Gringa Frijolera

Thursday, March 02, 2006

Pura Roja

Memo and I met in a village of 180 families right smack dab on the El Salvador-Guatemala border. I've stopped trying to make sense of the fact that we bumped into eachother and fell in love under strenuous circumstances and strict cultural guidelines. Ni modos (Salvadoran for "whatever") we're happy as clams in a pea pod- how's that for a cliche remix?

Memo left the village when I did, followed me to the big city where we've been shacking up ever since- I work, he goes to school. Its interesting to me that after all this time we still learn things about each other and our "country come to town" outlook on life has made these last 10 months in the city surprisingly full of, well, surprises.

El Salvador is admist a highly charged political campain. Old trucks and moving vans with huge, beat up speakers on top rumble through town playing the Top Pop Hits and announcing the names of their candidates. Often times, the trucks are followed in caravan by honking cars and screaming teenagers. Sleep is sacred.

Inevitably everyone is talking about politics, the election, corruption- its absolutely unescapable.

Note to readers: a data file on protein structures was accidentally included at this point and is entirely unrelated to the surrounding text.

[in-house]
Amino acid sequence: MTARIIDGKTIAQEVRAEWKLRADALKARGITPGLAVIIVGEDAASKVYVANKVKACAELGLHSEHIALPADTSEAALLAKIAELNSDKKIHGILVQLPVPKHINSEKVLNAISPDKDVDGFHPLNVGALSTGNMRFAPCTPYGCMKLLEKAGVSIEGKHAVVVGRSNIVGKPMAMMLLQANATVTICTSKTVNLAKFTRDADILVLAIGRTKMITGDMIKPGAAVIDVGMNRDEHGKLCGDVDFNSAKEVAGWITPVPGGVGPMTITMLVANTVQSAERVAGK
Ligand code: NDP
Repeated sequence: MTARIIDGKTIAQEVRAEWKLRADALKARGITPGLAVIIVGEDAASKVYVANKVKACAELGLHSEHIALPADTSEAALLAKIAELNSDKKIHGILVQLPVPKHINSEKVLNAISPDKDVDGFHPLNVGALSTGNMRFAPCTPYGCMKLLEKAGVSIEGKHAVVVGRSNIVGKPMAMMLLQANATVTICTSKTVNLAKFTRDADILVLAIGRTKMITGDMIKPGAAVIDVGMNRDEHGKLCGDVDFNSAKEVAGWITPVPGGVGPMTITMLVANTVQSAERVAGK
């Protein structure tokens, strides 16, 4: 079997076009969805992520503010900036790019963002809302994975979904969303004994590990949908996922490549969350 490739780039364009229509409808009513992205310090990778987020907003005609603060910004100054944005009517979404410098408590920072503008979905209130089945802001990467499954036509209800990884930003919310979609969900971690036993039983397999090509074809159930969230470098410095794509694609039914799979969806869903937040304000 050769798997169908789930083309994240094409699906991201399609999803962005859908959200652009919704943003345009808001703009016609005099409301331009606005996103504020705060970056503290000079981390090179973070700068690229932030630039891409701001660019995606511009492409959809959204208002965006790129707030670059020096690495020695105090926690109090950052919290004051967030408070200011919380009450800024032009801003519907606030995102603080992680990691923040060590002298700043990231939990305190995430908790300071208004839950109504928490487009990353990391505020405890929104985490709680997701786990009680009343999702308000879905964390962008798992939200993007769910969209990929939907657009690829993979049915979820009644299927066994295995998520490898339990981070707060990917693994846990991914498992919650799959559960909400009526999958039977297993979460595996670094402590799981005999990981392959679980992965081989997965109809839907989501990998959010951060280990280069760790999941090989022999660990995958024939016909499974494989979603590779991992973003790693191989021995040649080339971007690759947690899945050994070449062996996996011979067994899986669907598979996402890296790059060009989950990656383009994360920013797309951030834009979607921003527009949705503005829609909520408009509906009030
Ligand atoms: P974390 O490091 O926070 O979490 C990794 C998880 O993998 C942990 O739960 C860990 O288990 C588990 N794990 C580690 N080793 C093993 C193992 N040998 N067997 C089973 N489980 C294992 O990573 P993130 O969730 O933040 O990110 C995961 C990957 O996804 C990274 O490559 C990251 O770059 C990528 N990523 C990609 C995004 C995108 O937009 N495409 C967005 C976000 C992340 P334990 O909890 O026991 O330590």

So at night when we're watching the news and I scream at the TV about what a moron Salvadoran President Tony Saca is for saying that "a vote for Arena is a vote for me" and I sit in disgust thinking that a president should represent all of the people, not just those from his party Memo turns to me slightly and says "you're all red- pura roja."

He grew up in an enviornment where the words communist and leftist and liberal were the harshest of all insults and yet slowly but surely he's beginning to see that maybe, just maybe, all the lies he's been told all of his life are indeed that- lies.

Maybe its because Memo is going to school and learning more about how the world works, maybe its city life that exposes him to new ideas and new types of people. I like to think that his political leanings are changing out of a pure curiousity about the woman he loves.

Perhaps he asks himself why I get so worked up about this stuff and why a gringa whose spent the last 4 years of her life living in El Salvador could side with the political party that LEAST resembles any of those that exist in her country. Perhaps he sees how the left represents the ideals we share in our home.

Perhaps he just plain thinks its hot when I get all crazy about politics and wants to tag along for the ride.


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